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Lincoln Park, Old Town

Ghareeb Nawaz Brings Its Popular Indian-Pakistani Fast Food To Lincoln Park: ‘This Is A Place For Everybody’

Key to Ghareeb Nawaz's growing popularity is its Twitter fan account, which is run by a loyalist who frequented the restaurant's Rogers Park location.

Ghareeb Nawaz Lincoln Park, 2364 N. Lincoln Ave.
Jake Wittich/Block Club Chicago
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LINCOLN PARK — When Mohammed Bashir opened Ghareeb Nawaz in Rogers Park in 1993, the restaurant became popular among fellow Indian and Pakistani neighbors who would stop in for satisfying but cheap late-night meal.

Decades later, Bashir’s son, Mohammed Bozai, runs Ghareeb Nawaz. The family restaurant has gotten so popular it’s expanded with three more locations, including one that opened last month in Lincoln Park.

The Lincoln Park spot, 2364 N. Lincoln Ave., opened Oct. 17 with fans — including Lincoln Parkers who rejoiced they can now eat at Ghareeb Nawaz without having to travel to its other spots — celebrating.

“The response is amazing, and the Lincoln Park area has welcomed us with open arms,” Bozai said. “It’s been nothing but positivity, and I’m really thankful to everybody.”

News of the new location spread like wildfire on social media, partly due to Ghareeb Nawaz’s popular Twitter account, @ghareebnawazCHI, which mixes restaurant promotion with college humor.

“Eat Ghareeb Nawaz or else,” the account’s bio reads. It posts a mix of retweets from Ghareeb Nawaz fans, playful commentary on a given day’s trending topics and more.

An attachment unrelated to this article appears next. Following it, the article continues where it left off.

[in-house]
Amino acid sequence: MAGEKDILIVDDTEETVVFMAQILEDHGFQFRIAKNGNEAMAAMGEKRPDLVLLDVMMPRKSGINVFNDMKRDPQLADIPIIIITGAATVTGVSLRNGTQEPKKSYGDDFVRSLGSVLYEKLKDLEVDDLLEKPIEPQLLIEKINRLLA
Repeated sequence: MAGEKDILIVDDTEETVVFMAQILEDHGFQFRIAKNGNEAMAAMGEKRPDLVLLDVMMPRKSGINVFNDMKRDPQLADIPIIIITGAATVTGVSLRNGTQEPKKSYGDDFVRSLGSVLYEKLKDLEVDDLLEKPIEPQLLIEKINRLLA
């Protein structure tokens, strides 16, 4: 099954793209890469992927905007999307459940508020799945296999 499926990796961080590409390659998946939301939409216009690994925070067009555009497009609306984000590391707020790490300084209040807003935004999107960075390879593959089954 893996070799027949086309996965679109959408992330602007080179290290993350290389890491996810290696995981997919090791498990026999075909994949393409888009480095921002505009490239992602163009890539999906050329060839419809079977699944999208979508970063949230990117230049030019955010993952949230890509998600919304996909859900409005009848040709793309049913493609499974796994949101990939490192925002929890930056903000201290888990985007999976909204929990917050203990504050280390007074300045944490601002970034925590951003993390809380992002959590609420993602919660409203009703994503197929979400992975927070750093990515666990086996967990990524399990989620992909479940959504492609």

The account is run by Khalil Suliman, a fan of Ghareeb Nawaz who frequented its location at 807 W. Roosevelt Road when he was a student at UIC, Bozai said. The Tribune’s Lauryn Azu profiled Suliman last week.

“Everyone always comes in and asks who’s running the Twitter account,” Bozai said. “But it’s Khalil, and he’s doing an amazing job. He does it in a different way by throwing his sense of humor into it.”

Ghareeb Nawaz’s menu features traditional Indian-Pakistani dishes, but its most popular items is its butter chicken, which uses heavy cream to add richness to the sauce, Bozai said. It also serves wraps and rice bowls.

The Lincoln Park restaurant is smaller than Ghareeb Nawaz’s Rogers Park location on Devon Avenue, so it features a scaled-down menu from the hundreds of items served at the first location, Bozai said.

New to the Lincoln Park spot are the restaurant’s mango cheesecake and buttered chicken-topped fries, Bozai said.

“We have something for everybody in our kitchens,” Bozai said.

Ghareeb Nawaz is named after an Indian saint who was known for giving food to the homeless and poor, Bozai said. As such, prices tend to fall under $11 for a meal.

Bozai took over from his father in 2008, but he grew up working weekends at the restaurant with his family, he said.

“It’s been really cool to watch how the business has grown since then,” Bozai said. “Originally, the first location was just like people from our countries who would come out to eat, but then I saw this shift where we started attracting people from all walks of life coming in from around the world.”

Bozai, a DePaul University alumnus, expected the new location to primarily attract nearby college students. Instead it’s drawn as diverse a crowd as the Rogers Park spot, he said.

“If you sit down for an hour, you’ll count 10-20 different backgrounds just sitting there and enjoying our food, so it’s clear we’re doing something right,” Bozai said. “This is a place for everybody.”

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